On Wednesday, Fitch Ratings hinted that the countercyclical budget support for India’s nascent economic recovery in the FY22 budget could lead to an increase in public debt, which can be viewed negatively from the point of view of view of the sovereign rating, while maintaining that higher public spending supporting the recovery in the short term and increasing infrastructure spending could stimulate sustainable growth rates over the medium term.
“India’s budget, presented by the government on February 1, indicates an easing of fiscal policy to support the country’s ongoing economic recovery from the pandemic and will therefore lead to an increase in public debt. The debt-to-GDP trajectory is central to our assessment of the sovereign rating, which means that higher deficits and a slower consolidation path will give India’s medium-term growth outlook a more critical role in our analysis. “Said the rating agency. To find more solution about your debt, please check consolidationnow now.
Mint announced on February 5 that the Ministry of Finance may temporarily abandon targeting the public debt-to-gross domestic product (GDP) ratio as a medium-term anchor for fiscal policy, limiting its focus on the path of the budget deficit. at least until exercise 26.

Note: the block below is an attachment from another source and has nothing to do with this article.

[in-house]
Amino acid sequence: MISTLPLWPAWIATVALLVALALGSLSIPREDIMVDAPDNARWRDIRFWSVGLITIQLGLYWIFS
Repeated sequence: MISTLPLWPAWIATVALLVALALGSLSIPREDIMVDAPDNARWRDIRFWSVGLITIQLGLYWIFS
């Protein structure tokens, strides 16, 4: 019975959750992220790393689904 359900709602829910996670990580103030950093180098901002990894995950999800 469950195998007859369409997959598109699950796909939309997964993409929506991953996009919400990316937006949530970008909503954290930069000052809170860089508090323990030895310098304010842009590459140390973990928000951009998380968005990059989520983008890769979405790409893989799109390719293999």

The government believes that it can be difficult to project a public debt-to-GDP ratio because there is no certainty on the growth path, given the economic impact of the pandemic.
Fitch said India entered the pandemic with little fiscal room from a rating perspective. “Its public debt-to-GDP ratio stood at 72% in 2019, compared to a median of 42% for its“ BBB ”rated peers. We have revised the outlook for India’s “BBB-” rating to negative, from stable, in June 2020, in part due to our assumptions regarding the impact of the pandemic on its public finance parameters. The budget deficit projections for the years ending March 2022 (FY22) to FY26 are approximately 1pp (one percentage point) per year above our previous estimates between, which could make it more difficult to put debt / GDP on a downward trajectory, ”the agency note added.
The rating agency expects public debt to GDP to exceed 90% of GDP over the next five years, based on revised fiscal targets.
“However, recent reforms and policy measures, including those of the budget, could influence growth expectations and, therefore, our debt trajectory forecasts,” he added.